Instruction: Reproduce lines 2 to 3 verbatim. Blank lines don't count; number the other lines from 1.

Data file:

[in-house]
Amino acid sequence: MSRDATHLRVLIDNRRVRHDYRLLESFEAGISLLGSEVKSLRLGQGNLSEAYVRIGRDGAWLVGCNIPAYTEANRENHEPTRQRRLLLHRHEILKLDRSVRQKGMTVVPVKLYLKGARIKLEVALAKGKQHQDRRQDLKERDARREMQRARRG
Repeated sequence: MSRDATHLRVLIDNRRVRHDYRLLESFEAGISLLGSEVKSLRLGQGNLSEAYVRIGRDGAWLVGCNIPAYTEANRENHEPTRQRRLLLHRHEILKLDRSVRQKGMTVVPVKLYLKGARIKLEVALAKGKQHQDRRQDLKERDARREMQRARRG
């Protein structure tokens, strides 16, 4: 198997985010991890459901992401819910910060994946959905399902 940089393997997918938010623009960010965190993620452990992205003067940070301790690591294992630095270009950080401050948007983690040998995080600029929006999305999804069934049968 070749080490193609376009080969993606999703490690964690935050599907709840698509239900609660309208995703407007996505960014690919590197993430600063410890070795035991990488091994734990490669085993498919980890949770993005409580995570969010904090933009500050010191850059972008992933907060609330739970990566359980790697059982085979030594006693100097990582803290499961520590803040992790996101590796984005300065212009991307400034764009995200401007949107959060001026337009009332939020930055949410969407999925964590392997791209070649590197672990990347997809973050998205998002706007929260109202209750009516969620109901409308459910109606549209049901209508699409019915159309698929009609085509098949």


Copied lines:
Amino acid sequence: MSRDATHLRVLIDNRRVRHDYRLLESFEAGISLLGSEVKSLRLGQGNLSEAYVRIGRDGAWLVGCNIPAYTEANRENHEPTRQRRLLLHRHEILKLDRSVRQKGMTVVPVKLYLKGARIKLEVALAKGKQHQDRRQDLKERDARREMQRARRG
Repeated sequence: MSRDATHLRVLIDNRRVRHDYRLLESFEAGISLLGSEVKSLRLGQGNLSEAYVRIGRDGAWLVGCNIPAYTEANRENHEPTRQRRLLLHRHEILKLDRSVRQKGMTVVPVKLYLKGARIKLEVALAKGKQHQDRRQDLKERDARREMQRARRG